A couple of weeks ago I had the privilege of catching up with one of the hero’s of the V.W. emissions scandal, Drew Kodjak, the Executive Director of the International Council on Clean Transportation (ICCT). His team performed road tests on a small random sample of EU imported cars and found discrepancies. They reported them to State authorities, which ran more tests, found the same discrepancy, and then reported to the U.S. EPA. The process took about 18 months, and well, you probably know the rest of the story.
I joked at the time that it would not be that hard – or take that long – to find non-compliant buildings. Now I’m back in Paris helping prepare for the first ever Buildings Day at COP21 on December 3, and the joke has worn off. In fact it is no laughing matter that the sector that is responsible for around 30% of global greenhouse gas emissions[i] (almost twice as much as road transport) is not effectively regulating the energy performance and efficiency of buildings. We continue to accept that perfect compliance with energy codes is almost unheard of in the building sector, but would never knowingly drive a car that was only 90% compliant.
Globally there is a patchy coverage of mandatory energy performance standards for buildings and generally poor compliance with the standards that exist. The global south is particularly lagging behind. Where energy performance regulations do exist, compliance remains a major challenge. Globally we are missing out on the energy savings from buildings required by law due to poor compliance, with average compliance rates ranging from 40% to 90% of new buildings globally.[ii] GBPN’s best-practices policy research found that implementation was poor even among the jurisdictions with best-in-class energy codes for new buildings[iii]. Non-compliance is illegal, and costs real money. If for example, full compliance were achieved in U.S. Buildings it would save between US$63 - $189 million/year or US$37 billion in life-time energy savings[iv]. Non-compliance also presents a major political barrier for implementing the ambitious performance requirements necessary to limit global warming to below 2 degrees Celsius because is helps the policy laggards argue; “if you can’t even implement the regulations you have, how can we possibly commit to more stringency?”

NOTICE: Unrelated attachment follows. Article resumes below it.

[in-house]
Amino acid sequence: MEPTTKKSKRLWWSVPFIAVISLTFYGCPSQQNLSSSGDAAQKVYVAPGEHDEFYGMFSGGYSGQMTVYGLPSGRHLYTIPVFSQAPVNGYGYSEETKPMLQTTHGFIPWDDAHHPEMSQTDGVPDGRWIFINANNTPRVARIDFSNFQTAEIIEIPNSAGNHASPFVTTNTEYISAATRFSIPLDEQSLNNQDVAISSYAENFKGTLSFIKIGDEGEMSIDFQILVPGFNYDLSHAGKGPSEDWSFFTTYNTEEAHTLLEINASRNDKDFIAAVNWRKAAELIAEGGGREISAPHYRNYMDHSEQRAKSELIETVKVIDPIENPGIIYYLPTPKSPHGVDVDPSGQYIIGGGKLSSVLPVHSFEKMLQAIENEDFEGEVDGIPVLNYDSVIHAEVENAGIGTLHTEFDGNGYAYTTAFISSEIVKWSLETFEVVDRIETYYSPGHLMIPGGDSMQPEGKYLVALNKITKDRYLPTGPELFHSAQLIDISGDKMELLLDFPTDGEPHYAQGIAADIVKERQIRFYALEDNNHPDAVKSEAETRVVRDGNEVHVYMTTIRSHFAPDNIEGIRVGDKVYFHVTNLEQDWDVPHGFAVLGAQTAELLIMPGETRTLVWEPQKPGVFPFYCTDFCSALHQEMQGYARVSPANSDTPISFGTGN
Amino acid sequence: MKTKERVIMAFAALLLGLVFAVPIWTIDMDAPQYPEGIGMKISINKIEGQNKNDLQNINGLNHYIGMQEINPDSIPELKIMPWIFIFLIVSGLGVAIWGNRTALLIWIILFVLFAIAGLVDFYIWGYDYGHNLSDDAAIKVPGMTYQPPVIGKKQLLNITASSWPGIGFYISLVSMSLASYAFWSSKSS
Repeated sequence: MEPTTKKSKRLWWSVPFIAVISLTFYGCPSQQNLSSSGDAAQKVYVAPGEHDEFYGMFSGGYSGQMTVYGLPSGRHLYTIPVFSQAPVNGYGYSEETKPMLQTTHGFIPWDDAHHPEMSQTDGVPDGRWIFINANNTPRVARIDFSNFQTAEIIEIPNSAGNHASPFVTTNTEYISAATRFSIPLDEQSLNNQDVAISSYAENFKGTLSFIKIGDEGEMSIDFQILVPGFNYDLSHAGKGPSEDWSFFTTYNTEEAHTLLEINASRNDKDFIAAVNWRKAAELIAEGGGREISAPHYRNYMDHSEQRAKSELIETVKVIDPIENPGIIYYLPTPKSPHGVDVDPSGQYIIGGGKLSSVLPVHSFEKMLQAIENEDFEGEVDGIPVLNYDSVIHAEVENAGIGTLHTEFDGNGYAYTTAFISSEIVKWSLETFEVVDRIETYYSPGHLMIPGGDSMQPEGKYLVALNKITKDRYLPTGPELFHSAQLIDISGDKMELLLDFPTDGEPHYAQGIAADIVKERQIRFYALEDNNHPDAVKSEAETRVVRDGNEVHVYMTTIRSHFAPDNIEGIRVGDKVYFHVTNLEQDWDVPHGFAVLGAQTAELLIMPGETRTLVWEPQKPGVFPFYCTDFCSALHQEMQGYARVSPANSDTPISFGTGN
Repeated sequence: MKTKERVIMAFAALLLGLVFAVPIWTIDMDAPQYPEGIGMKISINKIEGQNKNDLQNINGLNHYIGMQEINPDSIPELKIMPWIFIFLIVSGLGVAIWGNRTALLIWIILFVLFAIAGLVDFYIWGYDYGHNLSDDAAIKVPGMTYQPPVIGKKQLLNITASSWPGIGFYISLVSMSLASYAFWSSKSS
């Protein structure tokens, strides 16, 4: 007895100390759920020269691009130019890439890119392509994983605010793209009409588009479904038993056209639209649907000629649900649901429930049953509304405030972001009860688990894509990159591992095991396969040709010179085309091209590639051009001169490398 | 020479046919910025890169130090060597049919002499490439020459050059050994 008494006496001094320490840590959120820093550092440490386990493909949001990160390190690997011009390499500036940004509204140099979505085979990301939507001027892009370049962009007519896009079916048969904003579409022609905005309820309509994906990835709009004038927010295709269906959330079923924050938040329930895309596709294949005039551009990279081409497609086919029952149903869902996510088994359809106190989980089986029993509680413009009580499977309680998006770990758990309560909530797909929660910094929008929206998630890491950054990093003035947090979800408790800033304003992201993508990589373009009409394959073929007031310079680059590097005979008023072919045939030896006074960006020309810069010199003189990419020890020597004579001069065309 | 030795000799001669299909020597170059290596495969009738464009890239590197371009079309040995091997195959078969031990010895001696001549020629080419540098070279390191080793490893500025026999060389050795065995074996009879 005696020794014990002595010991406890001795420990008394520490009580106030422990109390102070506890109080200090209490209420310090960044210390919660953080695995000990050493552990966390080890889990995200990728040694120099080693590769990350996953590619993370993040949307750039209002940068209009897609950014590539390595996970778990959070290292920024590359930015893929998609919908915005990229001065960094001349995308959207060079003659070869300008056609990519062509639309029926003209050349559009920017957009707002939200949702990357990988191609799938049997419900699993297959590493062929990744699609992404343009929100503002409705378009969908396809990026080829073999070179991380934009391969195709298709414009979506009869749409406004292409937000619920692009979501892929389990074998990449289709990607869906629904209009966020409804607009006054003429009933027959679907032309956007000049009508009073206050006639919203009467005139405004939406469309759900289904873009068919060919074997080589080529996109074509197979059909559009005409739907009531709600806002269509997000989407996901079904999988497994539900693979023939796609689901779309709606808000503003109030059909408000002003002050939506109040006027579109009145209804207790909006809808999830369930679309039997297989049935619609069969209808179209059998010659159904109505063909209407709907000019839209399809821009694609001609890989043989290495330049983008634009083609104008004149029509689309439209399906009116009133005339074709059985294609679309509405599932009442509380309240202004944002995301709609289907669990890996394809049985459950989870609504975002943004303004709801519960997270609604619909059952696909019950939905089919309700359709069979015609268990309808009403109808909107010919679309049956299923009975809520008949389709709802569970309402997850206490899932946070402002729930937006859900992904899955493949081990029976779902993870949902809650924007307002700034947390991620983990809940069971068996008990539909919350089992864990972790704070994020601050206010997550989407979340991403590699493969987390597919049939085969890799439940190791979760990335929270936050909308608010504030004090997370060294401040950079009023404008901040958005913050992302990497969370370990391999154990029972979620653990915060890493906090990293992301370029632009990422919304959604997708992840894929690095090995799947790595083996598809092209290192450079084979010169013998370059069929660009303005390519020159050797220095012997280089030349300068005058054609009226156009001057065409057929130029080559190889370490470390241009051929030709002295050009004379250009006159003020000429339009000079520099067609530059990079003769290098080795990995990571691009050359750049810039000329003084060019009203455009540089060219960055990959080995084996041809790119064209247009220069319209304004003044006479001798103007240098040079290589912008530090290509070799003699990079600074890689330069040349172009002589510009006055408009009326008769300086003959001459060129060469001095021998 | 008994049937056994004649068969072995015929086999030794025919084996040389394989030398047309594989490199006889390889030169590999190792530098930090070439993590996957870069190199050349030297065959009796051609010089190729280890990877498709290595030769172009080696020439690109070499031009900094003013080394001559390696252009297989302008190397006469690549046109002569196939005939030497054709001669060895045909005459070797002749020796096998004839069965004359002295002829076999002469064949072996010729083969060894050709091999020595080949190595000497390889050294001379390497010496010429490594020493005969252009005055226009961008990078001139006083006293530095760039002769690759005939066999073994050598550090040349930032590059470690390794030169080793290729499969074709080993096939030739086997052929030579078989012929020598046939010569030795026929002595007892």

Although the current situation is dire, it is not hopeless. The recognition of the importance of the building sector as key to tackling climate change at COP21 provides an important platform for the many governments, companies and supporting organizations to showcase existing solutions and commitments. The building sector has demonstrated that it can achieve energy savings despite the lack of effective regulation and enforcement. However, if it is to deliver the magnitude of energy savings and GHG mitigation required to stay below 2oC warming, today’s state of the art needs to become mainstream[v]. Investment in energy efficient buildings needs to nearly double from current levels to about $215billion/yr[vi] (about 4% of current annual construction investment[vii]) by 2025 to unlock the remaining potential and contribute to limiting global warming to less than 2oC. This won’t flow unless building energy performance regulation is properly enforced to help transform the market place.
To provide support for improving compliance GBPN and Pacific Northwest National Laboratory (PNNL) recently launched the Building Energy Codes Portal – a project of the IPEEC Building Energy Efficiency Task Group. The portal offers detailed searchable information on building code implementation and compliance in 23 countries, and a network of country and international experts ready to provide advice. To find out more, register for our Webinars on 22 October and 12 November .
We have been scandalized by the downfall of Volkswagen, by its corruption of U.S. vehicle emissions testing and its subterfuge of the real pollution impact of their products. It has cost V.W. billions of dollars, cost the job of its CEO and done serious damage to the reputation of the brand. And so it should. Road transport is responsible for approximately 17% of Global GHG emissions and a major source of urban air pollution[viii].
The V.W. Scandal has left me wondering why we should care any less about the energy performance of our buildings, those places that we spend more than 85% of our lives, the assets that represent 50% of global wealth, and the symbols of home, cities, and culture. Post COP21 we need to prioritize helping governments create the regulatory environments for buildings that are as effective as those for vehicles, as tough to cheat, and as disastrous to those who try.
[i] UNEP 2013 – Emissions Gap Report
[ii] Various sources
[iv] Stelberg,S. 2013 Assessment of Energy Efficiency Achievable from Improved Compliance with U.S. Building Codes: 2013-2030 , Institute for Market Transformation, U.S.A, February.
[v] GBPN 2013 – Closing the Emissions Gap in the Buildings Sector
[vi] International Energy Agency 2015 – Energy Efficiency Market Report
[vii] Construction Outlook 2020: http://blog.procore.com/blog/construction-outlook-for-2020
[viii] Global Fuel Economy Initiative http://www.fiafoundation.org/our-work/global-fuel-economy-initiative/about-gfei